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Brett Klika

San Diego, CA

ACE Profiles |  Brett Klika

The health and fitness laws that govern being a kid are centered on “Playing is fun” and “Dessert is awesome.” No child embraced this mantra more than I did, growing up in Oregon City, Oregon. While I was merely a participant in the former, I was a zealot of the latter.

While all of my friends shared this ethos, the unfairness of metabolic life started rearing its ugly head at about age 10. Long story short, my friends started getting lean, and I started to get chubby.

It wasn’t that I lacked physical activity. I played sports year round and there were no electronics in the house. Physical activity was both an expectation and part of daily life in the Klika household.

It wasn’t that we didn't have a culture of wellness with our nutrition either. I grew up in the house of JERF (just eat real food). We grew most of our vegetables and fruit and my mom canned so we had them year round. My mom cooked every meal from scratch, and we didn’t have a microwave until I was 13. Just like with physical activity, there was an expectation for the way we ate.

Becoming overweight at any age is often a downward spiral of less than stellar genetics, poor exercise and nutrition habits, consequent embarrassment, and a defeated psyche. While I was active and ate well, I fell victim to the rest.

I was never obese, but the waistline of my pants cut into my belly. I couldn’t climb the rope in gym class, and I moved with the swiftness of an injured sloth.

As I began to hit puberty, the problem was compounded. Kids were meaner and I was more embarrassed. I withdrew from many of the sports I liked and got an asthma note from my doctor so I wouldn’t have to do the mile run in PE. I had horrible Osgood Schlatters syndrome, a growing pain that affects the knees, so I also cited that as an excuse.

Meanwhile, my angst created an unhealthy relationship with food. While my house pretty much only had healthy choices, I’d figure out ways to sneak stuff and whenever I was at friends’ houses, I’d binge on junk food. The result was more weight gain, more ridicule, and more feeling of defeat.

Because activity and nutrition were part of our DNA at home, it killed my parents to see me go through this downward spiral. They were willing to do anything to help me. My mom would wake up and go walking or jogging with me in the morning. She’d search for healthy recipes to have even better choices available around the house. The problem, however, wasn’t in the choices I had available. It was that I had essentially given up.

I was going to be the chubby kid for life. I hated the idea, but it appeared to be the cards I was dealt.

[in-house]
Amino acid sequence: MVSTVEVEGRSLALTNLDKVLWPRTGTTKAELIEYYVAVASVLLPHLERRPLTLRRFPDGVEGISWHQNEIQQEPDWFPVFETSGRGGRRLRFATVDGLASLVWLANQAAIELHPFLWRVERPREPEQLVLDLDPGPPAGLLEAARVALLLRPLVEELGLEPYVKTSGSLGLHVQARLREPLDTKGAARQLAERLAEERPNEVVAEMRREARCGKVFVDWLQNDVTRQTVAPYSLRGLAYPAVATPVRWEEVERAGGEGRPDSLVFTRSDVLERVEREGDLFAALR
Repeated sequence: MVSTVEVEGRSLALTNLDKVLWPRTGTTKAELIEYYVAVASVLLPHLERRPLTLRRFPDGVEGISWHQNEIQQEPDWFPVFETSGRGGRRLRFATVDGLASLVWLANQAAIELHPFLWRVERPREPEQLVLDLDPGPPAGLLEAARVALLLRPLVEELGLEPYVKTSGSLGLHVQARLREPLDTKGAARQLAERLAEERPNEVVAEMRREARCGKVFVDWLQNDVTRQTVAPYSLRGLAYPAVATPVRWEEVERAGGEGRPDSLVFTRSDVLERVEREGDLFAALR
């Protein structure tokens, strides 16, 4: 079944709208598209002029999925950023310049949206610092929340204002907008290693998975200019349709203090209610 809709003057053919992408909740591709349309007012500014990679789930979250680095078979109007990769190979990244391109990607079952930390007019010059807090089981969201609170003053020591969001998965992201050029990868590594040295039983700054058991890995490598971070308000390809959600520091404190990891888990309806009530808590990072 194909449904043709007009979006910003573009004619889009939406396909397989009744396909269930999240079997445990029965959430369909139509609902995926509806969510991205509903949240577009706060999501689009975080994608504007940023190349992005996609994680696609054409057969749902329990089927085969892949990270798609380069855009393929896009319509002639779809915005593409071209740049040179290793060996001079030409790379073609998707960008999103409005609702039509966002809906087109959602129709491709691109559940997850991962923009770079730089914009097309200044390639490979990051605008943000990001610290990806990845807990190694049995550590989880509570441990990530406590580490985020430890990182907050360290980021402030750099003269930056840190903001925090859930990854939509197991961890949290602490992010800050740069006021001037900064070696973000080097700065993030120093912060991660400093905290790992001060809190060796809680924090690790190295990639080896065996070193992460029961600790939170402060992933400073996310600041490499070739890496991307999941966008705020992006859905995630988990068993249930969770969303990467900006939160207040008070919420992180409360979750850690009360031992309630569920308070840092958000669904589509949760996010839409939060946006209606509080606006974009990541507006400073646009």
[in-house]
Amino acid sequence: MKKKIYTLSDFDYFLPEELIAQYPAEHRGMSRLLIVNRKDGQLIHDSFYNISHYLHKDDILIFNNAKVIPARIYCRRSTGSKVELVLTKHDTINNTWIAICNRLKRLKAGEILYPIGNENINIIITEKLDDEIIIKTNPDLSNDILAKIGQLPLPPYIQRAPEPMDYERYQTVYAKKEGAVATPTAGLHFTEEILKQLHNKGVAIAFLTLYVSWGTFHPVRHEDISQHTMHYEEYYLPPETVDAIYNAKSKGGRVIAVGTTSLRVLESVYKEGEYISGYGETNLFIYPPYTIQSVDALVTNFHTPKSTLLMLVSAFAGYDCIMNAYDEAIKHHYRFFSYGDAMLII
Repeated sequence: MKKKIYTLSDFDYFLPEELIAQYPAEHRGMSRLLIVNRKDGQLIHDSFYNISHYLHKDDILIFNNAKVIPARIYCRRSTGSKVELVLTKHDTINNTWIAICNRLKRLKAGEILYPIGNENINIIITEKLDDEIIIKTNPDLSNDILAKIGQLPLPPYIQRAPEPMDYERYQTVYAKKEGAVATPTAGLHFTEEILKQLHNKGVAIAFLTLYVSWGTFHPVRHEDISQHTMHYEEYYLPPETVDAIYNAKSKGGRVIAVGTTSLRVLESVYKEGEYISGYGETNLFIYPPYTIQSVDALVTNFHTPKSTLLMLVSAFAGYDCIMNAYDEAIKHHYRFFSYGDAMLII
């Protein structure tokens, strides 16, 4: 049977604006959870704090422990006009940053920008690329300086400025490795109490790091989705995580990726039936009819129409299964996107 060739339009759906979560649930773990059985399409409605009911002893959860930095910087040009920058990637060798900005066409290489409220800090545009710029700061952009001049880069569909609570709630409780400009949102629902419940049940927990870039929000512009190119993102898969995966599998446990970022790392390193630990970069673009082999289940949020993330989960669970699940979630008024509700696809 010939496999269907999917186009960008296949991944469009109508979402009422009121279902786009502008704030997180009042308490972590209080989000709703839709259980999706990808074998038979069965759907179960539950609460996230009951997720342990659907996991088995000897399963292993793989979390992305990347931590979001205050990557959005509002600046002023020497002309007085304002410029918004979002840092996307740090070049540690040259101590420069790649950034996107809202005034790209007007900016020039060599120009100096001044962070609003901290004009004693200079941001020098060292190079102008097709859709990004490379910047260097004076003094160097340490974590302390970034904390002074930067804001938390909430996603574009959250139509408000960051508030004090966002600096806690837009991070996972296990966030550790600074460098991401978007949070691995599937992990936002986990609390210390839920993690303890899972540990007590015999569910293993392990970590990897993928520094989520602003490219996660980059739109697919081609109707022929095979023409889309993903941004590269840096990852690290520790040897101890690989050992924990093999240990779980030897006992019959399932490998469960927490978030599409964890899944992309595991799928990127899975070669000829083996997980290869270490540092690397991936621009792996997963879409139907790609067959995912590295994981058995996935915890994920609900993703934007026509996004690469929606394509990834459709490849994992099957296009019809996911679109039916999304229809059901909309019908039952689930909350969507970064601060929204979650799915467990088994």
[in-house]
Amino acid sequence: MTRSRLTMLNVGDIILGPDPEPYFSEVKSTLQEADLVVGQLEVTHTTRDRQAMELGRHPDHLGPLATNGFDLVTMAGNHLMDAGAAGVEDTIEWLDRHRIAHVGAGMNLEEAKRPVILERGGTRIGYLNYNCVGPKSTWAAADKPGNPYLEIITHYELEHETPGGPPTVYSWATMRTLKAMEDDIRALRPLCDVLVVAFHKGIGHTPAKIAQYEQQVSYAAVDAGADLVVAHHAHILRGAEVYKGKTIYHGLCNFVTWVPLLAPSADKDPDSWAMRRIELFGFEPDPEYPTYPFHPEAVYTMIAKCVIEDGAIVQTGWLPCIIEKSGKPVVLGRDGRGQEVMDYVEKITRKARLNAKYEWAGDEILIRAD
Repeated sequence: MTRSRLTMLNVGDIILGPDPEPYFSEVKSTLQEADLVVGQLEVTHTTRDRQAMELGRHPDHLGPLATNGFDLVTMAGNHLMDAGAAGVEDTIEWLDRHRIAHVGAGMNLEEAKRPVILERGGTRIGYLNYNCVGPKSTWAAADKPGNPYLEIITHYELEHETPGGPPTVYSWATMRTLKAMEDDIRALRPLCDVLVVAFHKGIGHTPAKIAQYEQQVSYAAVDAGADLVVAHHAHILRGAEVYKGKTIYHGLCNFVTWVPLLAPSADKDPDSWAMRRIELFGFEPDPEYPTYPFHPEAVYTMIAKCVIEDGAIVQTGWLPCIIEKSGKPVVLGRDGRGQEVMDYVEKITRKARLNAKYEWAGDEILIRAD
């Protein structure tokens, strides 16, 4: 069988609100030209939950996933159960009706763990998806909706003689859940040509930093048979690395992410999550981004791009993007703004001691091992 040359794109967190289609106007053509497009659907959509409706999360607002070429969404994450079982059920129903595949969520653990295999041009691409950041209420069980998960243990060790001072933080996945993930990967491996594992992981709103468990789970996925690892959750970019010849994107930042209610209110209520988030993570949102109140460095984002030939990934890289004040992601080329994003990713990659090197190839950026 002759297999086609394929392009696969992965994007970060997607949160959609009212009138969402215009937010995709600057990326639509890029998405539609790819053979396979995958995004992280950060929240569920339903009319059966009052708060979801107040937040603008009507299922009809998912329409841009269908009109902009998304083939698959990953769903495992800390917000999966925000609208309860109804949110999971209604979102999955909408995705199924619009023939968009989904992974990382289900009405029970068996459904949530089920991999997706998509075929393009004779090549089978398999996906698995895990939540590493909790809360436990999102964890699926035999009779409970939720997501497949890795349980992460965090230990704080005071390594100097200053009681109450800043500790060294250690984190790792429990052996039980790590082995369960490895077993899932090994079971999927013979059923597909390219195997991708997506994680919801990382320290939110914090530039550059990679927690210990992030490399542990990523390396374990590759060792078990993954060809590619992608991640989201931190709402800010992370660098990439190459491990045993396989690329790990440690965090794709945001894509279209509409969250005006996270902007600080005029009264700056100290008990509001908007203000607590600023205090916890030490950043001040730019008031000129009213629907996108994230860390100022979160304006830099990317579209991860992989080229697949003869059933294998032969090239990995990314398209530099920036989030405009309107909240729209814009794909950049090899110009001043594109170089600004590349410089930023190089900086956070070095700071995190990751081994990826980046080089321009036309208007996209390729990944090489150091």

Finally, it came down to a pair of shoes.

When I was about 14, I wanted a pair of the British Knights that all the other boys were wearing. They were $40, which was more than my parents were willing to pay. In a fateful stroke of genius, my parents took the opportunity to offer me a challenge: $1 toward the shoes for every lap I ran at the track next to my house.

Challenge accepted.

Like Forest Gump, I started running. And running, and running. After a few months, I was churning out laps every day. I started to enjoy the time by myself, doing something I knew most others weren’t. I felt in control and I was moving in the right direction. Consequently, my weight started to move as well.

Puberty kicked in and I began to grow. That – combined with the new commitment to exercise and nutrition – resulted in a new me. I wasn’t the frustrated, defeated chubby kid any more. I sat in the power seat and was in control of my destiny.

My life changed rapidly and dramatically between 9th and 10th grade. I went from not making sports teams my freshman year to starting my sophomore year. I had lept up the social hierarchy, and I was determined to never go back.

This rapid change created a pretty stark pendulum swing in regards to my previous diet and exercise habits. What was previously a positive change in my health became an unhealthy obsession that could only be described as male anorexia.

I felt that I literally held the reigns to my destiny and the notion of “I can control this” took over my life. I exercised obsessively and ate nearly nothing. I kept losing weight, separating myself as much as possible from returning to the “chubby kid.”

Amid this struggle, during my junior year of high school, I got interested in weight training. While I didn’t want to gain weight, I did want to gain muscle. I began going to the gym watching my uncle, a well-known Oregon bodybuilder.

As I got older, I’d pester him to “write me a program to get buff.” He would always predicate the program with, “You gotta eat!” I started lifting weights and loved it. I loved getting strong. I loved the intensity. I loved how I looked and felt. I loved all the different strategies for changing my body.

Lifting weights made me realize I had to eat. It made me realize that food is a proactive means for being healthy and performing at your best. Slowly and cautiously, I was delivered from the extremes of near self–starvation and became a gym rat.

My senior year, I began to settle in to a healthy relationship with diet and exercise. Growing up in a tremendous culture of wellness combined with my own life transformation, struggles, and triumphs, motivated me to pursue health and fitness not only as a lifestyle, but also as a career.

 


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